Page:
Digital molecule designer Schrödinger taps Google Cloud for parallel computing

Google Cloud has unveiled a new series of partner updates (Image JasonDoiy / iStockPhoto)
An agreement with Google Cloud comes on the heels of Schrödinger’s Nasdaq IPO last month, which raised about $232 million, to help boost its own early pipeline of internally developed drugs. (JasonDoiy/iStockPhoto)

Schrödinger aims to upload its digital drug discovery efforts to Google’s cloud network with plans to employ thousands of processors to simulate billions of potential compounds per week.

The three-year collaboration with Google Cloud is designed to substantially increase the speed and capacity of its physics-based molecule modeling platform, the company said, with supercomputer-level power being distributed among nationwide centers.

“We’re excited to harness Google Cloud’s highly scalable system to run extensive free energy calculations to assess binding affinities through our compute-intensive FEP+ application,” said Schrödinger’s chief information officer, Shane Brauner, describing the company’s program for virtually screening the strength of potential ligands.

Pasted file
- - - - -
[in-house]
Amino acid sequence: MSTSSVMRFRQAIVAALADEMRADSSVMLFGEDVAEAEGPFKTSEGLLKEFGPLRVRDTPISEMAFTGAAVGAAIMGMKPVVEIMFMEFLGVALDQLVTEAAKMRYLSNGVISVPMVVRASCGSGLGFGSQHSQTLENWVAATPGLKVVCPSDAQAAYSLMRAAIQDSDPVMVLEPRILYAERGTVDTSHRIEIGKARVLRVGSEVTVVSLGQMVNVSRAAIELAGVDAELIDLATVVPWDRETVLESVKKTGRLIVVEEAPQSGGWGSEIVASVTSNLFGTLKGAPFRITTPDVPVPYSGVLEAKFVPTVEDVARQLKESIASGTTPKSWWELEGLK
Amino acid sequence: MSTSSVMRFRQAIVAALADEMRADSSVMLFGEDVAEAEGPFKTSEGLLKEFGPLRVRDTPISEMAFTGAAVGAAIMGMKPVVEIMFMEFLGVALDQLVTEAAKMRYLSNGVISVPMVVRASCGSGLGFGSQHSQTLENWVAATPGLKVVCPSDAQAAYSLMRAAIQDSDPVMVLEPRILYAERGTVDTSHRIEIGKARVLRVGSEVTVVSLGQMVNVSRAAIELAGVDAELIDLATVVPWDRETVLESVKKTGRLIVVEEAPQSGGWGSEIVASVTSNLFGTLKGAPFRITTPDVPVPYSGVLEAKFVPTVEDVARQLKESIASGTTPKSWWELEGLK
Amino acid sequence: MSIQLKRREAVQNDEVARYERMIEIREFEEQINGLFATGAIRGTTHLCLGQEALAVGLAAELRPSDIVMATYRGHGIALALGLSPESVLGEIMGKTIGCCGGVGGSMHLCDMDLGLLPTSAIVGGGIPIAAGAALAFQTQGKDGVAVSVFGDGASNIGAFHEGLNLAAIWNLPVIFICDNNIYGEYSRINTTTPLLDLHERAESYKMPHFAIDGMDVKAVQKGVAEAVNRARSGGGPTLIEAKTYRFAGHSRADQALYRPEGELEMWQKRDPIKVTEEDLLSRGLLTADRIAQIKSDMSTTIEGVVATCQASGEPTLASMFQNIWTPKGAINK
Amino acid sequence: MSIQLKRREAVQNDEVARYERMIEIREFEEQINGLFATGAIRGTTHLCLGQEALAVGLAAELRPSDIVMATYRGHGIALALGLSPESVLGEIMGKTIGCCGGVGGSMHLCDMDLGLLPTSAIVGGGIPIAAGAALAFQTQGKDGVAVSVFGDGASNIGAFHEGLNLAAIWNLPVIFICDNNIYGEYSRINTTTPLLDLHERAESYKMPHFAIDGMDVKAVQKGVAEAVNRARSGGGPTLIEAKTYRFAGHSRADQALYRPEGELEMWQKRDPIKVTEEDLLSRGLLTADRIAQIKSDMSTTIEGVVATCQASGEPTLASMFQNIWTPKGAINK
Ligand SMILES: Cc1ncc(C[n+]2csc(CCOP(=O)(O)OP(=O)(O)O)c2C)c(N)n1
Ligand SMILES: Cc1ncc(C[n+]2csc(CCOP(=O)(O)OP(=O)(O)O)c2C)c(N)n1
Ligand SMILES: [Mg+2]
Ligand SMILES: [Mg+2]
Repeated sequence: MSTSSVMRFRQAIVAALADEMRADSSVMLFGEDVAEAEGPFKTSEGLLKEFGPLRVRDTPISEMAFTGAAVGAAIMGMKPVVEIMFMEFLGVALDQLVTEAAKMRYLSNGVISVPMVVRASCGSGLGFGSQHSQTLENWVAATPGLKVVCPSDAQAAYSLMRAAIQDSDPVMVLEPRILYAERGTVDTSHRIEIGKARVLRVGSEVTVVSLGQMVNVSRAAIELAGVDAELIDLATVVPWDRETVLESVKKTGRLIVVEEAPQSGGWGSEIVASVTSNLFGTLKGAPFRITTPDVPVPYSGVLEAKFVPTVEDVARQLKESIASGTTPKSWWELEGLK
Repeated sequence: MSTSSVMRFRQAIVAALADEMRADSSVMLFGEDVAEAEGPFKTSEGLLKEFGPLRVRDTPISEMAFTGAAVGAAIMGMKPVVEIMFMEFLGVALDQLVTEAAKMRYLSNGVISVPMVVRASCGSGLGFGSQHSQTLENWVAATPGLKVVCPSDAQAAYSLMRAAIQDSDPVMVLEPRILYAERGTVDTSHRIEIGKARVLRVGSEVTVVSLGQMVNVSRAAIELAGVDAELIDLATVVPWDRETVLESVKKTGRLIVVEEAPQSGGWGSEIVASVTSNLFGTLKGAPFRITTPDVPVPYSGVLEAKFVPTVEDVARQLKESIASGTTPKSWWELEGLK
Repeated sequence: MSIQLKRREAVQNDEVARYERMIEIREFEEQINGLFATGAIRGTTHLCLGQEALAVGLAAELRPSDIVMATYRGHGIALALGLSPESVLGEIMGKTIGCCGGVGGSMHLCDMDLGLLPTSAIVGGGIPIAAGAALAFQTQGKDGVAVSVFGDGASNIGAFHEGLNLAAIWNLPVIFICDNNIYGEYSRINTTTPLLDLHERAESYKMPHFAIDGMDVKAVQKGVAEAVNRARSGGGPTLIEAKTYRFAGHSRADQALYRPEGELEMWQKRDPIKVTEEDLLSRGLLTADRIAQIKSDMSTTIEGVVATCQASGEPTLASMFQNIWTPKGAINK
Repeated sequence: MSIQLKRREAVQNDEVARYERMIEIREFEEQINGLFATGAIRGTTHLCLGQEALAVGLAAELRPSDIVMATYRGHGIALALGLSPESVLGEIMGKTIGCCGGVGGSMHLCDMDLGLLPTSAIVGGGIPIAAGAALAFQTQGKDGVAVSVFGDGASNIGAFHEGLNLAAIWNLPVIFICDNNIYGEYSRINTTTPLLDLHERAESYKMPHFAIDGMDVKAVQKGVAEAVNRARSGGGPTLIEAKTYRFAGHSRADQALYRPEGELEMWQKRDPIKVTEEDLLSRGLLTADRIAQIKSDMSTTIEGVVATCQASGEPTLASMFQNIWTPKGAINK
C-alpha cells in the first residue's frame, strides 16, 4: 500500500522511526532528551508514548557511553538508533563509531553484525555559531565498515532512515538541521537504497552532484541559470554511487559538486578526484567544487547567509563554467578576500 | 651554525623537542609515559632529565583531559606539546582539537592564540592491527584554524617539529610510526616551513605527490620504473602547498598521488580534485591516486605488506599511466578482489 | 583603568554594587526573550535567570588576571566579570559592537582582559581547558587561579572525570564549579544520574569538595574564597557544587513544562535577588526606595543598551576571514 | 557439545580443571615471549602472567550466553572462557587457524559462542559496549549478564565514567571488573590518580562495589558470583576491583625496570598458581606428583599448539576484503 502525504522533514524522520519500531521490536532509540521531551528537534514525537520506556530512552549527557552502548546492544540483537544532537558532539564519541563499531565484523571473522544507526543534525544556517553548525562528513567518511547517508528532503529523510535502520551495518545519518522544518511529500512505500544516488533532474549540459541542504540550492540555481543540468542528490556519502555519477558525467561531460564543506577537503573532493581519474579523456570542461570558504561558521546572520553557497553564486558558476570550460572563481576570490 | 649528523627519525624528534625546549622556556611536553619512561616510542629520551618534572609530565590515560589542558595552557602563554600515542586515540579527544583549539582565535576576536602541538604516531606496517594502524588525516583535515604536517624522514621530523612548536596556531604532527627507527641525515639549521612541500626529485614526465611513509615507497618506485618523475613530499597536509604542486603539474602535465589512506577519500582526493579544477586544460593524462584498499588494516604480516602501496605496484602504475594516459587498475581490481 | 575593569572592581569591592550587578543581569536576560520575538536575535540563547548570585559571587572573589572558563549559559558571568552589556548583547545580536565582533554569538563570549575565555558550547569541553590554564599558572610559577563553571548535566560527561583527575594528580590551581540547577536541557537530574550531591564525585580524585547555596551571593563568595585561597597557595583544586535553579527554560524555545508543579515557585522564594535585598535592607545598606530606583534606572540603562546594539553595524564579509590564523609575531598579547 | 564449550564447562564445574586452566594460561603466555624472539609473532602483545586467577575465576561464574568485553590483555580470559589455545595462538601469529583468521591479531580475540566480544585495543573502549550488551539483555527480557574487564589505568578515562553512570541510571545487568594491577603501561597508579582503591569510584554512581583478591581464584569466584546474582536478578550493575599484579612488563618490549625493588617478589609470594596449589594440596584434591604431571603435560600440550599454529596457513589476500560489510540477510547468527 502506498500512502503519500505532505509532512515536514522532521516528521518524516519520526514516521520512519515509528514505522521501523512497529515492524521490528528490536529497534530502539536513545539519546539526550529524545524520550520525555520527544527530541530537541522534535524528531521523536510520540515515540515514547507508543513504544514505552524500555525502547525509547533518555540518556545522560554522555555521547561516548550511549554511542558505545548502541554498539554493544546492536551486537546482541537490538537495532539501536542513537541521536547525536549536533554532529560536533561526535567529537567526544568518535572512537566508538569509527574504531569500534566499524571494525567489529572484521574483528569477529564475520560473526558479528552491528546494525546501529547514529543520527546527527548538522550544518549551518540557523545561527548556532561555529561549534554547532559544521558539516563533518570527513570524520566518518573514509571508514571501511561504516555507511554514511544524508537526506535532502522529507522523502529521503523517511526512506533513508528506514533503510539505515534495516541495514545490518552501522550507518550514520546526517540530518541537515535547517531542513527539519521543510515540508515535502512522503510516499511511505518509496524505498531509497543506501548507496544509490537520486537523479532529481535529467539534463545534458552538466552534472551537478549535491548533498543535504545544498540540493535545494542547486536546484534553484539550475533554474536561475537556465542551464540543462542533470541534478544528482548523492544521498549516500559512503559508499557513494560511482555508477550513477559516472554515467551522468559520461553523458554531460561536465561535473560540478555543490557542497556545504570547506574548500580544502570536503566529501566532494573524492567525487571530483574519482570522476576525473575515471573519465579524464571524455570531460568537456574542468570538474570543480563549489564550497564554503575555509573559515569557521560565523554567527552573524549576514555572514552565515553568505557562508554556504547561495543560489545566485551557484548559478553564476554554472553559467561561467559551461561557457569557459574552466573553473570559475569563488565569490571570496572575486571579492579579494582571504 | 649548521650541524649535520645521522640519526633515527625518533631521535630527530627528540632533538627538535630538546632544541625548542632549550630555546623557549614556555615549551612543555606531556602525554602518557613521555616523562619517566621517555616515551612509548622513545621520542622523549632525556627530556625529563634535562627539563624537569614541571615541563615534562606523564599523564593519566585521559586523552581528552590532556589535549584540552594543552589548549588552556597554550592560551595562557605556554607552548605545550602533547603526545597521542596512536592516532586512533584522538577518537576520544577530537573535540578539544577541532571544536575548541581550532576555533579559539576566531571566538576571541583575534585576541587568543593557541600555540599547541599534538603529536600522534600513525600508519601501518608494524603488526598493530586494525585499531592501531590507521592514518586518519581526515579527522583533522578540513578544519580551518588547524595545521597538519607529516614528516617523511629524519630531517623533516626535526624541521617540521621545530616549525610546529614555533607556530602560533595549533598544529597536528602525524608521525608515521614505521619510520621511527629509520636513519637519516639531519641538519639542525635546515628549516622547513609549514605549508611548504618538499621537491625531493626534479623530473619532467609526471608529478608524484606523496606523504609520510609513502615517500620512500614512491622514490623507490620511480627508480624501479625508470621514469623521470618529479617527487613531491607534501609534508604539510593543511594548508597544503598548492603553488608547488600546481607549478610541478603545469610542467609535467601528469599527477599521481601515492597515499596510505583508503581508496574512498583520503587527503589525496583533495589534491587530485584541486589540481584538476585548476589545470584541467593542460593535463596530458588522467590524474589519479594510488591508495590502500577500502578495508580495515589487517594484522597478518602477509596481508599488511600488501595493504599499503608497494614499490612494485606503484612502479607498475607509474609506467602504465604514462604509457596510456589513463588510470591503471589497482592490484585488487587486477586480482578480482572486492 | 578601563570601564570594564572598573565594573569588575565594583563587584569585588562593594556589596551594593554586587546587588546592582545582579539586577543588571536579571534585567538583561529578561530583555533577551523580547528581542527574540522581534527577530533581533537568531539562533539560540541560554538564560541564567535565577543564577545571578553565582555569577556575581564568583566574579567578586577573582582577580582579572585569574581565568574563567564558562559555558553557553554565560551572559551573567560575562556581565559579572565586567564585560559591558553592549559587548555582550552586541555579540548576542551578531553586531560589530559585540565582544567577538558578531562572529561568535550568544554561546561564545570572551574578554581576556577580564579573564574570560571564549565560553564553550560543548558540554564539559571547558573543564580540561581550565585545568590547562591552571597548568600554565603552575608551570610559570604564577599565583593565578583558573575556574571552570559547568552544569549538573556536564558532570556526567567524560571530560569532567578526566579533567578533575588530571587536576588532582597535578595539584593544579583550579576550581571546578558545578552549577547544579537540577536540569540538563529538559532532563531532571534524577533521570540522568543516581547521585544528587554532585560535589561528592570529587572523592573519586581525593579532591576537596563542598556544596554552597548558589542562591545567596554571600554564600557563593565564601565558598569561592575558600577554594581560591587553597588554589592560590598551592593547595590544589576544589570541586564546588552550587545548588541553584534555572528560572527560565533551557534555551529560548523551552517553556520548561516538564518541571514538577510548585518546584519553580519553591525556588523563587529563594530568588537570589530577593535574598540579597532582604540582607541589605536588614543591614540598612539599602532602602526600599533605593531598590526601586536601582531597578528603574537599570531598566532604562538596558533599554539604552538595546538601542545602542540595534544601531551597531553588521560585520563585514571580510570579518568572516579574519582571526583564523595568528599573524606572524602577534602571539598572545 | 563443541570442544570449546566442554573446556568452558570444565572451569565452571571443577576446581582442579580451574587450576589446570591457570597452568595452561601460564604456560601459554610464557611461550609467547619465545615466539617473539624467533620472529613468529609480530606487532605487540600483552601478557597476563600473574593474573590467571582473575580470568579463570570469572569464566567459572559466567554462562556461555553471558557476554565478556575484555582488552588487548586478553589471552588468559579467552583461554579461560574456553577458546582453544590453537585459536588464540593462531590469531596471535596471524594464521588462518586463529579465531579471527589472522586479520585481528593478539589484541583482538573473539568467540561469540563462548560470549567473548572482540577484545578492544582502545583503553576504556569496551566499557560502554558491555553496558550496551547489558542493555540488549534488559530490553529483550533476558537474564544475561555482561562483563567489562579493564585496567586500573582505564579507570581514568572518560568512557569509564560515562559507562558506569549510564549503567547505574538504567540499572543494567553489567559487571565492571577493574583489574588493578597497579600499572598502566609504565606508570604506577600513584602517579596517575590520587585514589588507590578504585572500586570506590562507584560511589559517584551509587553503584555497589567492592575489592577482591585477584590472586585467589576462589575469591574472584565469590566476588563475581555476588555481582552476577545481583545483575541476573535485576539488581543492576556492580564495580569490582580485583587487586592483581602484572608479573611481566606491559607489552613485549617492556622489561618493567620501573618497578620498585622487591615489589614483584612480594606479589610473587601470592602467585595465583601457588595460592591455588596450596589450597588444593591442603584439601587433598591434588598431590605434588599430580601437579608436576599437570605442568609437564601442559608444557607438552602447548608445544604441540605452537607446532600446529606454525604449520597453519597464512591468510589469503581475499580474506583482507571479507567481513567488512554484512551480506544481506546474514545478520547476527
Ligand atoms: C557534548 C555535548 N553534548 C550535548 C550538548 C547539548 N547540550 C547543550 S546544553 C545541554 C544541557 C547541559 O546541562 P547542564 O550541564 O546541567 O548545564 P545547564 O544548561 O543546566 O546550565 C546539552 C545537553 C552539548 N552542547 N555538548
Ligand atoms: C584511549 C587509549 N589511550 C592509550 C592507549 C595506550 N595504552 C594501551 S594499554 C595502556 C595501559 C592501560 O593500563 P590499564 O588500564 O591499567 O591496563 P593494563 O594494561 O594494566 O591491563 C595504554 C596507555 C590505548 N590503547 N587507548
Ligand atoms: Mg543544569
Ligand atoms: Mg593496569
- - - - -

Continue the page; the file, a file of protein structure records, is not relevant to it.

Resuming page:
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“This partnership is expected to allow us to expand the use of our physics-based computational platform to continue to rapidly explore very large swaths of chemical space,” Brauner said in a statement.

The agreement comes on the heels of Schrödinger’s Nasdaq IPO last month—which went on to raise about $232 million—to help boost its own early pipeline of internally developed drugs. Plus the $110 million the company raised in venture funding last year, the proceeds will support at least five wholly owned programs launched since mid-2018. 

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Those efforts are focused on discovering and developing small-molecule inhibitors for targets in DNA damage response pathways and related cancers, the company said in its Securities and Exchange Commission filings. It plans to launch IND-enabling, preclinical studies by the first half of 2021.  

But Schrödinger is also continuing to provide its drug discovery services to Big Pharma companies. Earlier this year, it inked a five-year deal with Bayer to digitally screen therapeutic candidates, following similar pacts with Sanofi and AstraZeneca.